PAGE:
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Our Ref: HJS/jr

12 February 2003

Mr Charles Medawar
Director, Social Audit Ltd
PO Box 111
London              NW1 8XE

Dear Mr Medawar

Case AUTH/1318/5/02 Safety of Seroxat (paroxetine)

I refer to your letters of 22 January and 1 February regarding the report of the above case.

I As requested I referred your letters to the Chairman of the Code of Practice Appeal Board, Mr Nicholas Browne QC; this was in accordance with Paragraph 13.3 of the Constitution and Procedure.

Mr Browne’s view was that declarations of interest were procedural matters which were always recorded in the minutes of the meeting but which were not included in the published case report. Mr Browne saw no reason to depart from this practice and decided that the case report would not be amended. The Chairman’s decision is final as stated in Paragraph 13.3 of the Constitution and Procedure.

* * * * *

The Constitution and Procedure for the Prescription Medicines Code of Practice Authority does not provide for the Authority to supply copies of the Code of Practice Appeal Board minutes to the parties. The published case report is the public record of the proceedings. Case reports are very detailed and are virtually a complete reproduction of the Code of Practice Panel’s minutes. For cases that go on to appeal, the case report also includes virtually a complete reproduction of the Appeal Board minutes.

Declarations of interest are required by Paragraph 4.4 of the Constitution and Procedure. Parties involved in appeals are sent a list of Appeal Board members in advance of the meeting. Members of the Appeal Board declare their interests at the start of an appeal hearing and the Chairman then decides whether a member can remain for the consideration of the case. Declarations of interest are revealed to the parties before the appeal commences as happened in Case AUTH/1318/5/02. You made no objection to the declarations of interest nor did you state that you required further time to consider them.

For your records the declarations of interest were:

Mr Conacher, Ms Pezzack and Mr Williams as their companies marketed products in the same therapy area. Dr Rowsell as she had been involved in the phase IV trials with Seroxat and had at one time worked for SmithKline Beecham. Mrs Baker, as President of the European Federation of Neurological Associations, had received educational grants from GlaxoSmithKline working directly with Dr Benbow. Mrs Baker also declared she had worked with you.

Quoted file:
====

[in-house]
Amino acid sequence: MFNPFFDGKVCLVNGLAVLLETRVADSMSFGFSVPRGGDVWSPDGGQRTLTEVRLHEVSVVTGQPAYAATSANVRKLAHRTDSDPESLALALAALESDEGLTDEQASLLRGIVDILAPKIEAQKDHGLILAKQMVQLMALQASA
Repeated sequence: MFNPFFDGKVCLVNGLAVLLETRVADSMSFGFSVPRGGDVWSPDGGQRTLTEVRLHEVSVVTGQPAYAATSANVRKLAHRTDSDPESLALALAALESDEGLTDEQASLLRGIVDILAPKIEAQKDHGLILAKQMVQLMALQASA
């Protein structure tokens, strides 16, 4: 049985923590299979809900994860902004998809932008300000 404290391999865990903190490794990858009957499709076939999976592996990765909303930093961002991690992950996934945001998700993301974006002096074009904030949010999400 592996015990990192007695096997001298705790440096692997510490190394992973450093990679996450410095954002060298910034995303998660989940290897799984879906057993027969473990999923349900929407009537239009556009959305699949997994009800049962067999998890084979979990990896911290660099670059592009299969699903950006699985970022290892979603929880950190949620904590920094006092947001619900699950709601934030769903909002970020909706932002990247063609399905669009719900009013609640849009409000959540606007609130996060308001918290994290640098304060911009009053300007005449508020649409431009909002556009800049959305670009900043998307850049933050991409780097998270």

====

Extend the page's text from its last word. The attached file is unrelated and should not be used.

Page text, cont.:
The Chairman also advised you that Dr Benbow of GlaxoSmithKline had previously been a member of the Appeal Board.

* * * * *

2 As previously advised the complaint concerned what Mr Chandler had said. The Appeal Board ruled breaches of the Code in this regard. The Appeal Board ruled upon the complaint as set out in your letter of 20 May 2002. The Panel had not ruled on the content of the GlaxoSmithKline briefing document as such as there was no complaint about it. The GlaxoSmithKline briefing document was provided by GlaxoSmithKline in its response to your complaint. The Appeal Board can only consider rulings made by the Panel. It cannot rule on other matters as this would be outside the Constitution and Procedure. Paragraph 17 of the Constitution and Procedure allows the Panel and/or the Appeal Board to raise additional matters but rulings cannot be made upon them until the company has responded to the specific allegations.

As previously explained, GlaxoSmithKline has provided the requisite undertaking and assurance to avoid a similar breach of the Code in the future. A form of undertaking and assurance relates not only to the material the subject of the complaint but also to any other similar material. GlaxoSmithKline has undertaken to ensure that all relevant documentation is withdrawn and that future documentation and verbal information provided including internal briefing documents complies with this undertaking.

I therefore do not agree with your view that by declining to consider your specific allegations, raised on appeal, about the GlaxoSmithKline briefing document the Appeal Board has upheld the company’s defence by default. The company was ruled in breach of the Code.

It is a matter for Social Audit to decide whether it wishes to submit a formal complaint about the GlaxoSmithKline briefing document. The Appeal Board could not make specific rulings about the GlaxoSmithKline briefing document and it would have been inappropriate to do so. The Appeal Board ruled a breach on the complaint before it. The GlaxoSmithKline briefing document was a part of the background material but it was not the subject of the complaint.

With regard to your comments about self regulation, the ABPI Code of Practice for the Pharmaceutical Industry sets out the requirements and provides a robust mechanism to deal with complaints some of which are ruled not to be in breach of the Code. The publication of detailed case reports ensures transparency and acts as a sanction for companies ruled in breach.

Yours sincerely

Heather Simmonds (Mrs)


Director Heather Simmonds 0171-747 1438
Secretary Etta Logan 0171-747 1405
Deputy Secretary Jane Landles 0171-747 1415


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